After the game…


 I have been hearing all my life that “it’s not about who wins or who loses, but how you play the game”. That saying never really connected with my comfort zone. To me, it still implied that your best still wasn’t good enough.

I grew up in a family that loved to play games, whether it was a board game or a card game. There were the usual high’s when I was winning and the lows when I was losing, along with the brain activity required to plan my next strategy, but it was always better when I won.

After I married my kids’ father, who was a sports enthusiast, I realized that his moods were often determined by whether or not “his” team won…and he watched every game he could of every sport, every season of every year. Consequently, his moods often determined mine.

I noticed the same trend when my kids played games. When they won they were happy, but when they lost they were miserable. No amount of encouragement about “how they played the game” could change their bad moods if they lost, and the winner sometimes flaunted their success.

Then I started to see this in my grandkids, and it makes me sad to see them sad…even angry…when they lose a game.

We have effectively turned society into a competition where only the winners are happy.

I have been contemplating the problems with this whole competition thing for over a year now, trying to think of another form of competition where we just play games…with no winners or losers…but had been totally unsuccessful. I believed there was an answer to this dilemma, but I just hadn’t found it yet.

Recently, one of my friends that I play an online word game with started saying “Joy” when she scored a high-scoring word. When I anticipated a big move from her that didn’t actually happen, she said “No joy, lol”.

That’s when it hit me.

I was a member of the cheer leading squad in school. I remember the happiness and the excitement after winning a game…and the disappointment after losing a game. If we lost, we went home dragging our heels while the winners celebrated.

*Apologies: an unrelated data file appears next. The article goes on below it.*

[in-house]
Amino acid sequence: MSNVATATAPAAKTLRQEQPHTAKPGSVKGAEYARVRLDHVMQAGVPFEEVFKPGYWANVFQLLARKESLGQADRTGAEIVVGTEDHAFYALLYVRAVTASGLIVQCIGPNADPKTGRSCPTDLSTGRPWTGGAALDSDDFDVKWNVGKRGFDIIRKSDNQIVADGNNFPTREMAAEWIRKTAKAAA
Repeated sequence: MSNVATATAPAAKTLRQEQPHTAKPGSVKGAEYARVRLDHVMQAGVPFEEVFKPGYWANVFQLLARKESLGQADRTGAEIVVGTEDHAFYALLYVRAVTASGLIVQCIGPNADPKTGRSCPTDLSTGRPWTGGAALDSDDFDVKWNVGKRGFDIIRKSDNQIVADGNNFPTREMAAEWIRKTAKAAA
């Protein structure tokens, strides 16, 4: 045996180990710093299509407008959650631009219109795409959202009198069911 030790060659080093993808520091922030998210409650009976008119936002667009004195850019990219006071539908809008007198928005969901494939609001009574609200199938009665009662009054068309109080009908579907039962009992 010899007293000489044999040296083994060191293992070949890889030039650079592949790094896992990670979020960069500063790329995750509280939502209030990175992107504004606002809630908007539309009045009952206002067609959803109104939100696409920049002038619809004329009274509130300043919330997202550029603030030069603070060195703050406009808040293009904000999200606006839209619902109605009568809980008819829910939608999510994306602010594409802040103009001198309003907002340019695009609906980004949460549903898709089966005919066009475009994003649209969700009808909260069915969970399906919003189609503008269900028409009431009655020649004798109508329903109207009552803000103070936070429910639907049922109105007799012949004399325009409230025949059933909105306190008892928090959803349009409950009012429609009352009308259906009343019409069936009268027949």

It occurred to me that all we have to do is join in the celebration! Celebrate the winner’s victory right along with them! Join the party! It really isn’t about “how” you play the game. It’s really about playing the game…together.  Our loss gave them the reason to celebrate. It’s only fitting that we should join the celebration.

All it takes to change our perspective about losing is to change what happens after the game. It’s simple.

WANT TO USE THIS ARTICLE IN YOUR E-ZINE OR WEB SITE?

Please do! Just be sure to include this complete blurb with it:

My name is Laura Mozer Davis, and I was born over half a century ago. My life’s journey has included raising three children as a single parent while caring for my parents who both became disabled during the last 10 years of their lives. Now that my children are grown and my parents have passed into the next part of their journey, I finally have time for me to grow as a person, not as just a care-giver. What I am learning, however, is that my destiny is to always be a care-giver. When I started writing for The Daily Sisterhood blog, I realized that I was to continue my care-giving through my writing. If my words help even just one person find either solace or joy, I know my life continues to have meaning.

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